But the abstract is more revealing. There is a deep desire in some quarters that IQ should not be such an influential factor given that it is not distributed equally. Hypotheses have been generated that team effectiveness or IQ is predicated on the number of women in the group, turn-taking and emotional empathizing. Batesa and Gupta were testing these hypotheses. Their finding is that these don't determine group effectiveness. IQ does. From the abstract.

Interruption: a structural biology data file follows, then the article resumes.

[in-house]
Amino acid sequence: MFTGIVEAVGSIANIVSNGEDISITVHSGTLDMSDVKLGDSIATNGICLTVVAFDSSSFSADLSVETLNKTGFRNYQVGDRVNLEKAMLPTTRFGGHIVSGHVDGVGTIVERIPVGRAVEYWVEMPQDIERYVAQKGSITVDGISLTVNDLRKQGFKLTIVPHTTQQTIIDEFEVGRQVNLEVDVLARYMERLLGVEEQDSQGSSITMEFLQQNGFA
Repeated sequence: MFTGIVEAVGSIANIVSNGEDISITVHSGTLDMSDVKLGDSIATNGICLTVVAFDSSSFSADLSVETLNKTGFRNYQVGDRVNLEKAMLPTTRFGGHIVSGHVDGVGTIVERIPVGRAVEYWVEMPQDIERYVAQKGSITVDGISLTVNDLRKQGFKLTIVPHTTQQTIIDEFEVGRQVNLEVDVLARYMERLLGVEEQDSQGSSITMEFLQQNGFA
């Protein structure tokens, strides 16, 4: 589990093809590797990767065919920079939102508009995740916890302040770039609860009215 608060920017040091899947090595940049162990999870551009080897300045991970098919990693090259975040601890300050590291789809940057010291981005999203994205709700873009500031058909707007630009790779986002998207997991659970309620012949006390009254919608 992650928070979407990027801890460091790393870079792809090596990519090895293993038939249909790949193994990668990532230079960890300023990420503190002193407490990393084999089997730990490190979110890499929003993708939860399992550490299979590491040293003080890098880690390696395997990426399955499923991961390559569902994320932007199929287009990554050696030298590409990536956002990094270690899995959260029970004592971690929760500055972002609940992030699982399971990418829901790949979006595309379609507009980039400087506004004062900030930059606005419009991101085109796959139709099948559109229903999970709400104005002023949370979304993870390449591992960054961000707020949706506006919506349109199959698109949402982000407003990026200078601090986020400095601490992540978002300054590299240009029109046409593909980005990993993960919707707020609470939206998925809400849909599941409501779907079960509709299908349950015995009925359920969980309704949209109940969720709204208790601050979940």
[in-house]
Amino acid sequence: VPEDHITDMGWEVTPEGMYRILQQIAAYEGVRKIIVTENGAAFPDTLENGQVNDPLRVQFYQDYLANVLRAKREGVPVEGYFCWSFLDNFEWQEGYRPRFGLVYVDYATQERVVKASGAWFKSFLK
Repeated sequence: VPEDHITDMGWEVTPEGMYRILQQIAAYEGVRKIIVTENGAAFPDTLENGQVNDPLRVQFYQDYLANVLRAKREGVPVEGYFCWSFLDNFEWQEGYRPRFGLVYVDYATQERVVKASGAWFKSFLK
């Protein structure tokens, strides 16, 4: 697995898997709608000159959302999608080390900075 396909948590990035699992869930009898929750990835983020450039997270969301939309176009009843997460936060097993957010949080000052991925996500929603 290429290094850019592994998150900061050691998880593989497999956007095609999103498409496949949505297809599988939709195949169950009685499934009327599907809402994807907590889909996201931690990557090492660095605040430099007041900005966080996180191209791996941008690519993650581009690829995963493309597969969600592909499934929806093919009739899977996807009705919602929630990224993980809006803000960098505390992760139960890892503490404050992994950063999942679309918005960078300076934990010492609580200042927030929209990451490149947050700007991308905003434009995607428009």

What allows groups to behave intelligently? One suggestion is that groups exhibit a collective intelligence accounted for by number of women in the group, turn-taking and emotional empathizing, with group-IQ being only weakly-linked to individual IQ (Woolley, Chabris, Pentland, Hashmi, & Malone, 2010). Here we report tests of this model across three studies with 312 people. Contrary to prediction, individual IQ accounted for around 80% of group-IQ differences. Hypotheses that group-IQ increases with number of women in the group and with turn-taking were not supported. Reading the mind in the eyes (RME) performance was associated with individual IQ, and, in one study, with group-IQ factor scores. However, a well-fitting structural model combining data from studies 2 and 3 indicated that RME exerted no influence on the group-IQ latent factor (instead having a modest impact on a single group test). The experiments instead showed that higher individual IQ enhances group performance such that individual IQ determined 100% of latent group-IQ. Implications for future work on group-based achievement are examined.Their graph showing the relationship between group IQ and individual IQ puts it much more starkly.